The historical value of the area affected by George IV Bridge fire is incalculable - David McLean
While first thoughts go to the person requiring hospital treatment, the sight of thick plumes of smoke billowing from the Old Town hits hard for this local heritage aficionado – and stirs up painful memories from the past.
Nigh on 19 years ago we learned just how devastating fires in this part of the city can be, when, on the night of December 7, 2002, a faulty fuse box in Hastie’s Close resulted in the loss of a huge section of the Cowgate.
At that time, I was a teenage oik, and probably every bit as concerned for the fate of the ‘puggies’ at Leisureland Amusements as the historic architecture around them.
But I recall clearly the shock and incredible sadness the entire city felt at seeing one of our most storied districts go up in flames.
On that occasion, the spread of the fire, which would go on to devastate just shy of a dozen buildings, was given a helping hand by the warren-like layout of the ageing architecture stacked between the Cowgate and South Bridge.
It is a source of great relief there were no serious injuries – the real damage was wrought on the buildings, most of which were eventually pulled down.
The horrifyingly large gap-site created as a result threatened to become a permanent fixture, until the completion of the current block more than a decade later.
There’s no denying the similarity of the scene at George IV Bridge, which, like the South Bridge, also spans the Cowgate and is almost entirely hemmed in by a tightly-packed network of centuries-old buildings.
While it’s still early days, and a full investigation of the scale of the damage possibly days or even weeks away, the latest updates coming from George IV Bridge suggest this fire is not a Cowgate 2.0. Nevertheless, the possibility of buildings coming down is real.
Many will bemoan the potential loss of the iconic Elephant House café, which gives the fire-hit block international appeal due to its well-referenced Harry Potter links.
But, with buildings dating from between 200 and 300 years old, the historical value of the area affected by the fire is truly incalculable.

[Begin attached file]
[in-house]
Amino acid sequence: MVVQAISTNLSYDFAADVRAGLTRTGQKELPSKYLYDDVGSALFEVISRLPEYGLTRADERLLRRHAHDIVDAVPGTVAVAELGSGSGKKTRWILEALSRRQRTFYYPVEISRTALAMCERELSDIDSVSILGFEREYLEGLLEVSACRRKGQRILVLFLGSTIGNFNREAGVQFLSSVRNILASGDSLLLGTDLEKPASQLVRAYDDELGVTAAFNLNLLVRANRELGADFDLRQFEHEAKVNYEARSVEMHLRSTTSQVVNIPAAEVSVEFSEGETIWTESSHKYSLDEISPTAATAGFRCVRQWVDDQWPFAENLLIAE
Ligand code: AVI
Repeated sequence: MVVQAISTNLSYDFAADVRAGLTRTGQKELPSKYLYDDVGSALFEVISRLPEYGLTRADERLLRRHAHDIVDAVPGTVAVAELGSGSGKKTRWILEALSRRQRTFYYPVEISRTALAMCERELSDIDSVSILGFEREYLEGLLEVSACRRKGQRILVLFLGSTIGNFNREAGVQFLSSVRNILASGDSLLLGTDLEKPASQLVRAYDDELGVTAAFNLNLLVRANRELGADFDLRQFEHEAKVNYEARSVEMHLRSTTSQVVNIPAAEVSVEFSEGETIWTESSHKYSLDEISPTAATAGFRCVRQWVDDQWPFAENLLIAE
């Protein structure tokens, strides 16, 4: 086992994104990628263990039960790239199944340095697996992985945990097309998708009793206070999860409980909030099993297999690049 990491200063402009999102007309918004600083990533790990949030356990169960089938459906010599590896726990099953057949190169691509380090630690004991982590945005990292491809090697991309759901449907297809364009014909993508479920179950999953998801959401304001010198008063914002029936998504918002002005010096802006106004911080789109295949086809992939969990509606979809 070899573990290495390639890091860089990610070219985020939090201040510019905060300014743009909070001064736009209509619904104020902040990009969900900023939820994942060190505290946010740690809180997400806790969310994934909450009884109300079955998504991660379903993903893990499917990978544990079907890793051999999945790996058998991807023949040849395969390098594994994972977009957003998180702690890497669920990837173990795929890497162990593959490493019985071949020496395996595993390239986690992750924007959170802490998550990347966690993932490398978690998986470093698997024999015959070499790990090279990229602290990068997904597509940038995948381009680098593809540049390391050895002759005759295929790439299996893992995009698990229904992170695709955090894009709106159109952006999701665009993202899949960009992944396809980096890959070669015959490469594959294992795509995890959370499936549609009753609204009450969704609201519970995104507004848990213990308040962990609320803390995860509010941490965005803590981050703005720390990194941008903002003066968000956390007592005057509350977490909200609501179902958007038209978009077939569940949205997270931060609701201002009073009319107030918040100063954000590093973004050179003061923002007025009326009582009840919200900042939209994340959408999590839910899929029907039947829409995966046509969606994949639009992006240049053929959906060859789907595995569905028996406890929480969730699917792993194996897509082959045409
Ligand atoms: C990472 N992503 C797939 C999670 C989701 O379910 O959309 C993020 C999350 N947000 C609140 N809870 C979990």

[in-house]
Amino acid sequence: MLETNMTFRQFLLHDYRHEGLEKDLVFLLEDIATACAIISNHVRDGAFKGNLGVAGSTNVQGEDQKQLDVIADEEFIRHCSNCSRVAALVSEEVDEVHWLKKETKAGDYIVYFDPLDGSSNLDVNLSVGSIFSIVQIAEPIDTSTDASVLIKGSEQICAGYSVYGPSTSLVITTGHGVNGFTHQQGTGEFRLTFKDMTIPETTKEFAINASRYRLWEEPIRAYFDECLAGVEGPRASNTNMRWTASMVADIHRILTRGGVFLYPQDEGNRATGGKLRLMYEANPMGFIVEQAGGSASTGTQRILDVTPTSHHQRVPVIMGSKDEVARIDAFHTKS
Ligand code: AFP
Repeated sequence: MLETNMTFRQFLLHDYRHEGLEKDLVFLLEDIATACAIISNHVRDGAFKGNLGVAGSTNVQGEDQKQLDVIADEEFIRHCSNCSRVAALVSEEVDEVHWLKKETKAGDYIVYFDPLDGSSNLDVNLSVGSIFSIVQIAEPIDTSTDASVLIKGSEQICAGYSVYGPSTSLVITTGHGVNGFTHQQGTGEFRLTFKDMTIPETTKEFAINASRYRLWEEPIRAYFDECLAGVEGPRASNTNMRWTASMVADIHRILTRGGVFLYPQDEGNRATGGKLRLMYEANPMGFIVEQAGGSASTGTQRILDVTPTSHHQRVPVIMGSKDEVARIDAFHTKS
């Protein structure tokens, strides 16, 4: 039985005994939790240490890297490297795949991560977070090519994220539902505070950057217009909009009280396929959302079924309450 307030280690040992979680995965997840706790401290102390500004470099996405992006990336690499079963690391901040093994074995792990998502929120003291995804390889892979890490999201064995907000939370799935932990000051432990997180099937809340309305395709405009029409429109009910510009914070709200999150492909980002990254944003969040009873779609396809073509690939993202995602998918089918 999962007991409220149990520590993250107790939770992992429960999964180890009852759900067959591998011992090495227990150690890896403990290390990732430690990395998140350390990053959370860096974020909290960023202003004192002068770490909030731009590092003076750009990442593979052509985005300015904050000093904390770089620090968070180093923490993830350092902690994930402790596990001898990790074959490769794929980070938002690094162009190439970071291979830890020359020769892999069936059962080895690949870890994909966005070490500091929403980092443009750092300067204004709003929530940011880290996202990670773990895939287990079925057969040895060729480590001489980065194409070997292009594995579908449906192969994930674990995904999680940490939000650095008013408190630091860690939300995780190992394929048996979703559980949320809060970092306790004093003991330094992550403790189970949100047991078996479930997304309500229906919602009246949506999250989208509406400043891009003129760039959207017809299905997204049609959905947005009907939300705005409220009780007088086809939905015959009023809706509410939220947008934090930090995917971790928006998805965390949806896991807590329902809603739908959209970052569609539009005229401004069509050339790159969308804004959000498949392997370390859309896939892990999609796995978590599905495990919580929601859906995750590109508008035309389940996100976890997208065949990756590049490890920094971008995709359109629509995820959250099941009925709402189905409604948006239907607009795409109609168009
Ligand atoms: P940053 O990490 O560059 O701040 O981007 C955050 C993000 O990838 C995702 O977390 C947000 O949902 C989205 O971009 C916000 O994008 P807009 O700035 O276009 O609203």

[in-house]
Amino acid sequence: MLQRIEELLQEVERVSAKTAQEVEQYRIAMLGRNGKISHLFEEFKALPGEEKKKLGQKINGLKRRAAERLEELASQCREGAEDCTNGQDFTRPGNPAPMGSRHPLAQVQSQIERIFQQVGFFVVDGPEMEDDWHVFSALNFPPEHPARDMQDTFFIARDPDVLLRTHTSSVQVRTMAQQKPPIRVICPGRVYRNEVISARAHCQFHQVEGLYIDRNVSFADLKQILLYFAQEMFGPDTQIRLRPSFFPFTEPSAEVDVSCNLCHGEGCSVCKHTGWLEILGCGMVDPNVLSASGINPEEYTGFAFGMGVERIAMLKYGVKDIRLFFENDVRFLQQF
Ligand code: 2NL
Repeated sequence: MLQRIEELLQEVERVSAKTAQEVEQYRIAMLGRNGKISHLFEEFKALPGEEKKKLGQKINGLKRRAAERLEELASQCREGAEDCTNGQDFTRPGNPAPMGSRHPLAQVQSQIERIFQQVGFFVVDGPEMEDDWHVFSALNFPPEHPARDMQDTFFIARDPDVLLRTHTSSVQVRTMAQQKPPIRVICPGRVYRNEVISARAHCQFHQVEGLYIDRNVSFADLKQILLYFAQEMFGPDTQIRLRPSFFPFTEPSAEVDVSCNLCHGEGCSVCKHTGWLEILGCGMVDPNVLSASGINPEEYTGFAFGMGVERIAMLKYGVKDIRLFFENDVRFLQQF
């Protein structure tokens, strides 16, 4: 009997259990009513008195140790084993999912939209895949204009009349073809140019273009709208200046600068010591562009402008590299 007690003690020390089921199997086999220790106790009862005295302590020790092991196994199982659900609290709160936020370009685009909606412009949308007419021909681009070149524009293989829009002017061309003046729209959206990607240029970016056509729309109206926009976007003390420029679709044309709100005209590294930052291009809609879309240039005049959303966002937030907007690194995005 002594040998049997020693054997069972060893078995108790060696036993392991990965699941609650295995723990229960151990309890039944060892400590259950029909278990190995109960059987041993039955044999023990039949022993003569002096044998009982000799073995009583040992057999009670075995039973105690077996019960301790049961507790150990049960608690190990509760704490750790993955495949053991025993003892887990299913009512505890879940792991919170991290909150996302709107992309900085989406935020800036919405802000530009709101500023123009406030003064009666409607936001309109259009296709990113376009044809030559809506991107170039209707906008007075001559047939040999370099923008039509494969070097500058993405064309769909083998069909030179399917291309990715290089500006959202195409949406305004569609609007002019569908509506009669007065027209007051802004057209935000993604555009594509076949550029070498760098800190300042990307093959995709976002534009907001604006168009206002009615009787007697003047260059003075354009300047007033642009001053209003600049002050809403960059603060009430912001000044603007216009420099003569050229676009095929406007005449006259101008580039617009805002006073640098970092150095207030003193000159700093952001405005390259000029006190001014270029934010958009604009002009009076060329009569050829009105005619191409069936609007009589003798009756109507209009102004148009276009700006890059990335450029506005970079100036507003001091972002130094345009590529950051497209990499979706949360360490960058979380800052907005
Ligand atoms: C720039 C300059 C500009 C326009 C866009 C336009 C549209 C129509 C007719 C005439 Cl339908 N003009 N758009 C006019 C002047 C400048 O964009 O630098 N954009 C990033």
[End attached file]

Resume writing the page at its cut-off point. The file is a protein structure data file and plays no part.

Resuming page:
Looking at the available footage from afar, it is tempting to remain hopeful the damage is of a limited nature. That said, if there is significant structural damage, safety regulations will – and should – prevail.
Stone, even the durable local rock types that much of old Edinburgh is hewn from, cracks under extreme heat and water ingress only creates further problems.
From its world-famous art school to the Old College Bar, in the past few years alone we’ve seen fires in central Glasgow reduce some of that city’s most iconic and historic structures to rubble, and, while protection of built heritage appears to be more of a priority here in the east, Edinburgh is certainly not immune to fire.
The threat of fire within Edinburgh’s World Heritage Site remains a constant and refuses to be consigned to the history books. Owing to the incredible efforts of the emergency services, we remain hopeful that this particular example won’t merit more than a footnote.
This article has been edited to make clear that the 2002 fire did not start at La Belle Angele nightclub. We apologise for the error
A message from the Editor:
Thank you for reading this article. We're more reliant on your support than ever as the shift in consumer habits brought about by coronavirus impacts our advertisers.
If you haven't already, please consider supporting our trusted, fact-checked journalism by taking out a digital subscription at https://www.edinburghnews.scotsman.com/subscriptions.
Want to join the conversation? Please or to comment on this article.